Keep in mind that your sitemap won’t be processed immediately; it may take a couple of days. Once Google has indexed your sitemap, it will display a green “Success” status next to it in the “Submitted sitemaps” section.

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If there are any issues with your sitemap, Google will indicate the status as “Has errors” or “Couldn’t fetch.” To view the detected issues and access Google’s detailed instructions for addressing them, click on the row corresponding to your sitemap.

By following these steps, you can ensure that your XML sitemap is promptly recognized by Google, enhancing your website’s search visibility.


Your XML sitemap should exclusively contain the pages you intend for search engines to index and display in their search results. Therefore, it should not include pages you wish to exclude from search results, such as non-canonical duplicate pages, administrative pages, content behind a paywall, or thank you pages.
Additionally, it's crucial that your XML sitemap only lists valid pages, those that return a 200 status code. Ensure that it does not encompass pages with other status codes, including:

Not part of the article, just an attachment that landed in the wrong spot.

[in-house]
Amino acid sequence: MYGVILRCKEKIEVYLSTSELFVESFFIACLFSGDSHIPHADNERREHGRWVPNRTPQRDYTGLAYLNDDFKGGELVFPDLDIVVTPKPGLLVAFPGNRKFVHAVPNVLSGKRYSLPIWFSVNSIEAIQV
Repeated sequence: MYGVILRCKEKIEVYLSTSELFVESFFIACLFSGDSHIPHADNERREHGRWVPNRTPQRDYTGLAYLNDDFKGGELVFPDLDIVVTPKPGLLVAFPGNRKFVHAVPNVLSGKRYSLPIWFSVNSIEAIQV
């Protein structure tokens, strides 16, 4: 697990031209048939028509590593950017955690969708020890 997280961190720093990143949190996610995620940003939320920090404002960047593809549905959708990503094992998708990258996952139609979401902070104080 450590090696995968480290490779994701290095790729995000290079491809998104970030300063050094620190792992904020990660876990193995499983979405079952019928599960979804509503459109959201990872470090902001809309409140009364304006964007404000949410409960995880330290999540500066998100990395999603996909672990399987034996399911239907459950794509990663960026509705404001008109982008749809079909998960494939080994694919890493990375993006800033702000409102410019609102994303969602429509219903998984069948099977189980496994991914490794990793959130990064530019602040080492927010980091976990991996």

• 3xx: Pages with redirections (e.g., 301 permanent redirects).
  • 4xx: Pages that are inaccessible (e.g., 404 page not found).
  • 5xx: Pages that generate server errors (e.g., 502 bad gateway).
  • The primary distinction between HTML and XML sitemaps lies in their purpose. HTML sitemaps aid website visitors in navigation, while XML sitemaps facilitate search engines in discovering web pages.
    For SEO purposes, Google strongly recommends the use of XML sitemaps. As for HTML sitemaps, Google Search Advocate John Mueller advises concentrating on clear navigation and sound site architecture rather than relying on HTML sitemaps, stating that "they should never be needed."